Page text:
A talk by Christina Schneider (Associate Professor, Dept. of Political Science, University of California, San Diego).
An initiative of the Political Economy Research Cluster at the Hertie School as part of the Samples and Sandwiches Research Lunch.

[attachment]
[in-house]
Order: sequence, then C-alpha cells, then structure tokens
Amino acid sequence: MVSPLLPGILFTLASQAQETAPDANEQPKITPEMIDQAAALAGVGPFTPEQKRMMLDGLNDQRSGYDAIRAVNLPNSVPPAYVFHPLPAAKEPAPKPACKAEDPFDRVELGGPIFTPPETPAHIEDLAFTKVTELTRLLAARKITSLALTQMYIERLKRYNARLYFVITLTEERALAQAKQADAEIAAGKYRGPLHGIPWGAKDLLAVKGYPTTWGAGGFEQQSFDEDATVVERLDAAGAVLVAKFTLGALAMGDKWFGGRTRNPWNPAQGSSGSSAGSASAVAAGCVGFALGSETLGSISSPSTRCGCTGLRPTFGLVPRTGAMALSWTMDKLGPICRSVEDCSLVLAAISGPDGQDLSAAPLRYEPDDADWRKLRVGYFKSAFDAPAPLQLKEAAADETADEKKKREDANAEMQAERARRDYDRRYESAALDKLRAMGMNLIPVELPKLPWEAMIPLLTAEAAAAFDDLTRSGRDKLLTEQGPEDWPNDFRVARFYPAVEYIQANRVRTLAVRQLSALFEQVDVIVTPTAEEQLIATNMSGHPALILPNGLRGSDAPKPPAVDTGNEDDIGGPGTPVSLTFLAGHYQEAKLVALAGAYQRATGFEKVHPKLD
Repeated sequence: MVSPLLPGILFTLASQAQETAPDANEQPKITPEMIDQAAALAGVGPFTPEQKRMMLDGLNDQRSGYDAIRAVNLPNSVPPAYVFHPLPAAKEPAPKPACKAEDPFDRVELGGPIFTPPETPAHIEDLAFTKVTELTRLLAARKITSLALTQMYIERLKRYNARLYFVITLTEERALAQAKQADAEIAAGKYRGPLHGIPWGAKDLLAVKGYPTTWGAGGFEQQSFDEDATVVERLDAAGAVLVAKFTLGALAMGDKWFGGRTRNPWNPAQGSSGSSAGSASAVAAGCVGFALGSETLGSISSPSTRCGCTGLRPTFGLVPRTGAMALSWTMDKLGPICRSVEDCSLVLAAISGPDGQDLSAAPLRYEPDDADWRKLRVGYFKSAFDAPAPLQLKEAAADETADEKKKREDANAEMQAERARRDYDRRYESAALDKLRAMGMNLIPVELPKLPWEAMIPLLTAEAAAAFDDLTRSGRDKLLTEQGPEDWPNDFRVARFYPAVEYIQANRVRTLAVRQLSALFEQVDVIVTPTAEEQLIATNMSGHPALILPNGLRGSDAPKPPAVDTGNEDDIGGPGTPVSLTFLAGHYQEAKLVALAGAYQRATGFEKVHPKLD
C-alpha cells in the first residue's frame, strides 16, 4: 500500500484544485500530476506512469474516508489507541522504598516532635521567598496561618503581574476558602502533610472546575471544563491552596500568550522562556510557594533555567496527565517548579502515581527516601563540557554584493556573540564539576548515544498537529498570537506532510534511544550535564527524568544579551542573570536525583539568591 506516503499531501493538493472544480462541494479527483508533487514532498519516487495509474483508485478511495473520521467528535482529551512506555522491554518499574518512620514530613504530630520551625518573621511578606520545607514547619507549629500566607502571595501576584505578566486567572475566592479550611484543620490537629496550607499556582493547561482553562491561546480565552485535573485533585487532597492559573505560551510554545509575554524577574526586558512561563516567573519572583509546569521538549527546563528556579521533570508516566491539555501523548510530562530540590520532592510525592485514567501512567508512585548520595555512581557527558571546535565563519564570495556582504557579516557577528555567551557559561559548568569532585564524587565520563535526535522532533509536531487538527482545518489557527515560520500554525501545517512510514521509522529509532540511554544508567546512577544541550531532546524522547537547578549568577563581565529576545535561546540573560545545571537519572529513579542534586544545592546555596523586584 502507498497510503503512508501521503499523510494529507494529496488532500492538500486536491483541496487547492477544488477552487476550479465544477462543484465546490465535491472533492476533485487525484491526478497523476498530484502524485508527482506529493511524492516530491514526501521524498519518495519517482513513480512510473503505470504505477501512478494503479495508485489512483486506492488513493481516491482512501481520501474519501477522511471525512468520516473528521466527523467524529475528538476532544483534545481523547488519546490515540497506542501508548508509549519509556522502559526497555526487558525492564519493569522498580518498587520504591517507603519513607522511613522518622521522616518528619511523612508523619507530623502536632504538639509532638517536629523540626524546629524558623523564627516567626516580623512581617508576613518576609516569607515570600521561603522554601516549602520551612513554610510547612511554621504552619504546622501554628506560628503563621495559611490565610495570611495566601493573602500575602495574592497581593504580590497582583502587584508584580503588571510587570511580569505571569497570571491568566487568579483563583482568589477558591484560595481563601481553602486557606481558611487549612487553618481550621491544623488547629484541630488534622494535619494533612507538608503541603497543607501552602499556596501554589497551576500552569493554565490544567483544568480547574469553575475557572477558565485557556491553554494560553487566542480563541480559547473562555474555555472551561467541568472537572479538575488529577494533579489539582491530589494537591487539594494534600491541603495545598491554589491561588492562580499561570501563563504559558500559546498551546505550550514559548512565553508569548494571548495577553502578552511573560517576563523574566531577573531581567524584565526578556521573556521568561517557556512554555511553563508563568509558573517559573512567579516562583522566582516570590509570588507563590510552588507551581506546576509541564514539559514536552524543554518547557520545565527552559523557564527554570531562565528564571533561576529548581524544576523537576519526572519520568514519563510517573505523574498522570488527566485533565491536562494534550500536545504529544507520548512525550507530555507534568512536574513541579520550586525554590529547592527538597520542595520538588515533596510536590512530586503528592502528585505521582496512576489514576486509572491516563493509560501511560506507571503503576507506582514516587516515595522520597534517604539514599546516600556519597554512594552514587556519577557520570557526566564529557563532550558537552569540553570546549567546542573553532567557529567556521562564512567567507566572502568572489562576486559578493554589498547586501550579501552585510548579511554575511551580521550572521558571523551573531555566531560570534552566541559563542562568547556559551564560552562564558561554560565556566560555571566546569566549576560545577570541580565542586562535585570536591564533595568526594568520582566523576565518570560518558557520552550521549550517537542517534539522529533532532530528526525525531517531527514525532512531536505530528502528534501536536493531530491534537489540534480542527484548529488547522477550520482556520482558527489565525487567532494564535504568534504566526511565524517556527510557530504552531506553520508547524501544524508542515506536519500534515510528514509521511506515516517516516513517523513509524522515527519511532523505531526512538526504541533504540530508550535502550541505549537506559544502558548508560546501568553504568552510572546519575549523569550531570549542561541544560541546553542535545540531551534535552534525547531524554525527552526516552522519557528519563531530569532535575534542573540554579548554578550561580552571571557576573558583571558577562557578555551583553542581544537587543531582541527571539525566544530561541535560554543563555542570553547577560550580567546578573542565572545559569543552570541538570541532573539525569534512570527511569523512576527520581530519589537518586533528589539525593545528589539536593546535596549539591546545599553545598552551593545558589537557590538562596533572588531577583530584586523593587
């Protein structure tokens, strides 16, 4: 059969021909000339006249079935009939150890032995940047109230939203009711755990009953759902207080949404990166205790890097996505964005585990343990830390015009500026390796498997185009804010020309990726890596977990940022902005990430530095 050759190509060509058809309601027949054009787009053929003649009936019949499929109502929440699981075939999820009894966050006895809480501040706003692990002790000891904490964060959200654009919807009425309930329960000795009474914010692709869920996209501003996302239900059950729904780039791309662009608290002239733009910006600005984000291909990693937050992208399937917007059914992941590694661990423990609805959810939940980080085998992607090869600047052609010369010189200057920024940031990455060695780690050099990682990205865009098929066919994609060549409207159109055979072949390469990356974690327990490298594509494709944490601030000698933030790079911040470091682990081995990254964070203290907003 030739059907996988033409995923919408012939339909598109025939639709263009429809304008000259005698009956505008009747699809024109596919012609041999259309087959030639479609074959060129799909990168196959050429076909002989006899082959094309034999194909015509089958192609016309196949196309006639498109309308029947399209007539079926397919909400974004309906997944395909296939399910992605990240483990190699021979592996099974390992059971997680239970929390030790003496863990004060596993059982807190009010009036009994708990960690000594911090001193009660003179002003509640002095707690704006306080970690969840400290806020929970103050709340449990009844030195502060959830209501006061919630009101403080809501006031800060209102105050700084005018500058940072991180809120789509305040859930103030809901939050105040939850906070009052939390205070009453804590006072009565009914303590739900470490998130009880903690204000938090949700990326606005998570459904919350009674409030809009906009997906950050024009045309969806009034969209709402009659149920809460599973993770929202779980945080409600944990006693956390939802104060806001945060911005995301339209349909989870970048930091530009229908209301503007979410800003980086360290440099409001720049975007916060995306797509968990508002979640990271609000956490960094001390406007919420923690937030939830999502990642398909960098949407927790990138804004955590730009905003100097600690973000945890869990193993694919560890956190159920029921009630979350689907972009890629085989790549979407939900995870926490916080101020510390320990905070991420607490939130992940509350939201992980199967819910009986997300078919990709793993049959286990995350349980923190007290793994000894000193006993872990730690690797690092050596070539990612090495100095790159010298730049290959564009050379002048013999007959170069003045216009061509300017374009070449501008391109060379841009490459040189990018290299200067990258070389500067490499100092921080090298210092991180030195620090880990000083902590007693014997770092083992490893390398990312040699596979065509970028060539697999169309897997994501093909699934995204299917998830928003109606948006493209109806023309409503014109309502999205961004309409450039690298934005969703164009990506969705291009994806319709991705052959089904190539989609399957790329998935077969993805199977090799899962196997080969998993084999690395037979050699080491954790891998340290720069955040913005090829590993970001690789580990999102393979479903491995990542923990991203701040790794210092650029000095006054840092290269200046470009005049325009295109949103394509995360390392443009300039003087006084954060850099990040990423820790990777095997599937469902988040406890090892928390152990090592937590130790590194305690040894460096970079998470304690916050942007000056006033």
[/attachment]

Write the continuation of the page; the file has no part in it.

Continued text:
Intergovernmental organisations play a vital role in countries around the world, but little is known about the extent to which government behavior in these IOs is responsive to their national constituents. This paper analyses whether and how European governments signal responsiveness to their national electorates when they cooperate in the European Union. I test the empirical implications of my theory using data on the bargaining behavior and negotiation success of the 28 EU members in European legislative negotiations, and original data from a survey experiment in Germany. The findings suggest that EU governments are more likely to defend positions that favor their domestic constituents, and they will bargain harder to achieve successful negotiation outcomes, especially prior to national elections. Voters respond favorably to these signals of responsiveness. They prefer politicians who take their favoured positions on policy issues, defend these positions, and who shift the final outcomes closer to the favoured position. The results demonstrate that EU governments are responsive to their citizens' views even when electoral accountability is low.
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